In an interview with Kayhan newspaper, Ali Akbar Velayati stressed that Iran respects the territorial integrity of all countries as a general principle of the UN Charter. In line with that principle, the official added, Iran is opposed to the occupation of Azerbaijani territories by Armenia, Press TV reported on Tuesday.
“We are concerned about the fate of Azerbaijan and believe its territorial integrity must be protected,” he said
“In this case, the territory of one country is occupied by another. The areas south of the Republic of Azerbaijan — about 7 cities — are occupied by Armenia. In this regard, four resolutions have been adopted by the UN, all of which require the Armenians, who have occupied these parts of Azerbaijani soil, to pull out and return to international borders,” Velayati underlined.
“We, therefore, want Armenia to return these occupied parts to the Republic of Azerbaijan. More than one million Azerbaijanis, who have been displaced by the occupation of these areas, must return to their homeland soon. Just as we oppose the occupation of Palestine by the Zionist regime, we have the same position here.”
Fierce clashes that erupted on September 27 between Armenian-backed separatists and Azerbaijani forces over the disputed Nagorno-Karabakh region have claimed nearly 300 lives and show no sign of letting up, with both sides vowing to continue the fight.
The territorial dispute over Nagorno-Karabakh dates back to the 1990s when the ethnic-Armenian enclave broke away from Azerbaijan, sparking a brutal conflict that has never been fully resolved.
Neither side has shown any inclination to slow the recent hostilities despite mounting civilian deaths.
“The solution to the issue is by no means military; rather, it must be settled politically. Therefore, we oppose any military action by any side because the losers of this war will be the civilian population, especially since residential areas have lately been bombarded. This war is against the interests of the people of both countries and against the security of the region,” Velayati said.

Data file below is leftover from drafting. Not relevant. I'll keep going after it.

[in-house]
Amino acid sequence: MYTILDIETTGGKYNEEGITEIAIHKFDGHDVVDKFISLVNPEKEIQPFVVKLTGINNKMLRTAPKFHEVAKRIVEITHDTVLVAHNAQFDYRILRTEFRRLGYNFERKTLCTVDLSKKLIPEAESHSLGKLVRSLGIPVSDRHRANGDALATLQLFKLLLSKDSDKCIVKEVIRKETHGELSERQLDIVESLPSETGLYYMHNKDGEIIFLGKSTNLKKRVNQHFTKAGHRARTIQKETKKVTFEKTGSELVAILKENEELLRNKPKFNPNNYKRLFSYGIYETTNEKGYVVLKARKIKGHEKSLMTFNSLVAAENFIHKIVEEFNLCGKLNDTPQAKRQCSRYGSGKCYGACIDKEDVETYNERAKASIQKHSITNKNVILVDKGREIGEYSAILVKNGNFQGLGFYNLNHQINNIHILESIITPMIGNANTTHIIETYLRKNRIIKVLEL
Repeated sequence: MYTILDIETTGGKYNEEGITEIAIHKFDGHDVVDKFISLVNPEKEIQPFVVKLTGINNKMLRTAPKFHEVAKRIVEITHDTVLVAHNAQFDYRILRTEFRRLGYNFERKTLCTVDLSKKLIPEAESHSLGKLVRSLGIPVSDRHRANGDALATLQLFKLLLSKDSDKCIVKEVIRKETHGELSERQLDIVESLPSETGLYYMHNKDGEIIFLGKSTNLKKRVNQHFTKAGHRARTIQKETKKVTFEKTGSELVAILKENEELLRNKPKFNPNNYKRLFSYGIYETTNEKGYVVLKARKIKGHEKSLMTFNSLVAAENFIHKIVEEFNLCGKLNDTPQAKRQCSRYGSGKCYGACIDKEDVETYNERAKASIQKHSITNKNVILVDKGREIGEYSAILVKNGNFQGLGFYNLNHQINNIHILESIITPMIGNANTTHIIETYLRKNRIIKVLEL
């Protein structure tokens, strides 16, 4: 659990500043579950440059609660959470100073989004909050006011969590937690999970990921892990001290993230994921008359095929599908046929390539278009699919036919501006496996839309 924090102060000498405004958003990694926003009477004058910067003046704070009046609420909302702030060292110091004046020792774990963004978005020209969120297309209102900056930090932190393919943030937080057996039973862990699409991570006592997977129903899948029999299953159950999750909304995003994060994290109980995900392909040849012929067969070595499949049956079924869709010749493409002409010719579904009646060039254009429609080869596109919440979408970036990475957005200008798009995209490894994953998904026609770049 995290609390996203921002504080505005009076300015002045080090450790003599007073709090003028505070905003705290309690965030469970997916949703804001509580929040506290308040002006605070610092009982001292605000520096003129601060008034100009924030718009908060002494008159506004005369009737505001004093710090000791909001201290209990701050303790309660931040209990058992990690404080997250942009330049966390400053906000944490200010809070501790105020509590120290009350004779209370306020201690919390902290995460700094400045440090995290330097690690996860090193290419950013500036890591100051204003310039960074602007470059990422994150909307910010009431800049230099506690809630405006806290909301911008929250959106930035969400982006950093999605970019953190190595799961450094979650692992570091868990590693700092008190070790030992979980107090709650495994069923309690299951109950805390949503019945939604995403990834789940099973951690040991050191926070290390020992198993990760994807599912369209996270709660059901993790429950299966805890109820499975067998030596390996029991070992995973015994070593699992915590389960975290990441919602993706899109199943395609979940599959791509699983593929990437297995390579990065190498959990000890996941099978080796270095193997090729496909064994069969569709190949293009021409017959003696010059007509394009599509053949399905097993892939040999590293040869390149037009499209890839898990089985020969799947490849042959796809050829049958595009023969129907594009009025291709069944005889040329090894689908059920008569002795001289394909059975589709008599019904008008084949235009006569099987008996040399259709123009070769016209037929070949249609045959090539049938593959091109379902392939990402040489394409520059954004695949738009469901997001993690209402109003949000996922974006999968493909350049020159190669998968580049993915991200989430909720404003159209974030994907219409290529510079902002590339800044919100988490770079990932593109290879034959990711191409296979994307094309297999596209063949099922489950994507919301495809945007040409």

He also slammed foreign parties, including Turkey, for fanning the flames of the war.
Velayati called on Turkey to join hands with Iran and other regional states to help liberate the occupied territories of Azerbaijan without bloodshed.
“We want neither Armenians nor Azerbaijanis to incur casualties. Both Muslims and Christians must live in complete security. The violated rights of the Republic of Azerbaijan and its occupied territories must be restored while the bloodshed must stop. The Islamic Republic will spare no effort to help broker peace between the two neighbors,” he added.
Additionally, Velayati lashed out at France for meddling in the regions’ affairs, saying Iran will not allow insecurity in Transcaucasia, also known as the South Caucasus.
Battles rage on
Battles raged between Armenian and Azerbaijani forces over the disputed Nagorno-Karabakh region on Tuesday, with both sides vowing to pursue the conflict despite increasing international pressure for a cease-fire, AFP wrote.
Turkey's Foreign Minister Mevlut Cavusoglu landed in Azerbaijan for talks after Russia, the United States and France on Monday called for an "unconditional" halt to the fighting.
Western powers are urging Turkey, a longstanding ally of Azerbaijan, to use its influence with Baku to restore calm after 10 straight days of clashes that have claimed more than 260 lives.
"To put these two countries on equal footing means rewarding the occupier," the Turkish foreign minister said. "The world must be on the side of those who are right, namely on the side of Azerbaijan."
Cavusoglu dismissed international calls for a cease-fire, saying: "They have been making the same call for nearly 30 years".
Azerbaijani Foreign Minister Jeyhun Bayramov told journalists after a meeting with Cavusoglu that there was no hope of a cease-fire until Armenian troops withdraw from Karabakh.
Azerbaijan's Defense Ministry and Karabakh's foreign ministry both said fighting was continuing on several fronts on Tuesday.
Both sides continued to claim to have inflicted heavy losses in manpower and equipment, and to accuse each of other of targeting civilian areas.
The conflict has expanded in the last few days with shelling on big cities, including the regional capital Stepanakert and Azerbaijan's second-largest city, Ganja.
Following a lull early Tuesday, there was renewed shelling in Stepanakert. Airstrike sirens rang out and the city was littered with glass and debris from previous shelling.
Armenian Health Minister Arsen Torosyan told reporters that he had seen a rocket landing very close to Stepanakert's main hospital.
Christian-majority Armenia is in a military alliance of former Soviet states led by Russia, which has a permanent base in the country.
Turkey is a loyal ally of Azerbaijan, a fellow Muslim and Turkic country, and has been accused of dispatching mercenaries from Syria and Libya to join the fighting.
Moscow and leaders in several Western capitals have condemned the deployment of foreign fighters via Turkey and instead urged Ankara to work towards a political settlement to the fighting.